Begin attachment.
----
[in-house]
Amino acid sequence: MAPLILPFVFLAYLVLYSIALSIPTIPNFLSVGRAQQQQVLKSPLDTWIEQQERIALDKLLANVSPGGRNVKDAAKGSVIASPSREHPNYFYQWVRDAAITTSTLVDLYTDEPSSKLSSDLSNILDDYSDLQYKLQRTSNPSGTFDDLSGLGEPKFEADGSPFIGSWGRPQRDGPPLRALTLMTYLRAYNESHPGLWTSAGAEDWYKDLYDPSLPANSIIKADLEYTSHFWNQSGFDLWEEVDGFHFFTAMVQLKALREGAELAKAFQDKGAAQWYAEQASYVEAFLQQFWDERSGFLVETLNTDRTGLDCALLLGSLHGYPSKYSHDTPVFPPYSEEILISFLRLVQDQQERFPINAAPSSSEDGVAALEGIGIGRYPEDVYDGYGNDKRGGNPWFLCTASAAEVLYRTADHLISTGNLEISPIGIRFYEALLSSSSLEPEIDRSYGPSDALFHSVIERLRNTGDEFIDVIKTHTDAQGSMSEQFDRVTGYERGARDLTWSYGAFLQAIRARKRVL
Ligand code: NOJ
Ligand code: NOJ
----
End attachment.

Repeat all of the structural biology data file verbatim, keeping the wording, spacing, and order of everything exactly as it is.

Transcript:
[in-house]
Amino acid sequence: MAPLILPFVFLAYLVLYSIALSIPTIPNFLSVGRAQQQQVLKSPLDTWIEQQERIALDKLLANVSPGGRNVKDAAKGSVIASPSREHPNYFYQWVRDAAITTSTLVDLYTDEPSSKLSSDLSNILDDYSDLQYKLQRTSNPSGTFDDLSGLGEPKFEADGSPFIGSWGRPQRDGPPLRALTLMTYLRAYNESHPGLWTSAGAEDWYKDLYDPSLPANSIIKADLEYTSHFWNQSGFDLWEEVDGFHFFTAMVQLKALREGAELAKAFQDKGAAQWYAEQASYVEAFLQQFWDERSGFLVETLNTDRTGLDCALLLGSLHGYPSKYSHDTPVFPPYSEEILISFLRLVQDQQERFPINAAPSSSEDGVAALEGIGIGRYPEDVYDGYGNDKRGGNPWFLCTASAAEVLYRTADHLISTGNLEISPIGIRFYEALLSSSSLEPEIDRSYGPSDALFHSVIERLRNTGDEFIDVIKTHTDAQGSMSEQFDRVTGYERGARDLTWSYGAFLQAIRARKRVL
Ligand code: NOJ
Ligand code: NOJ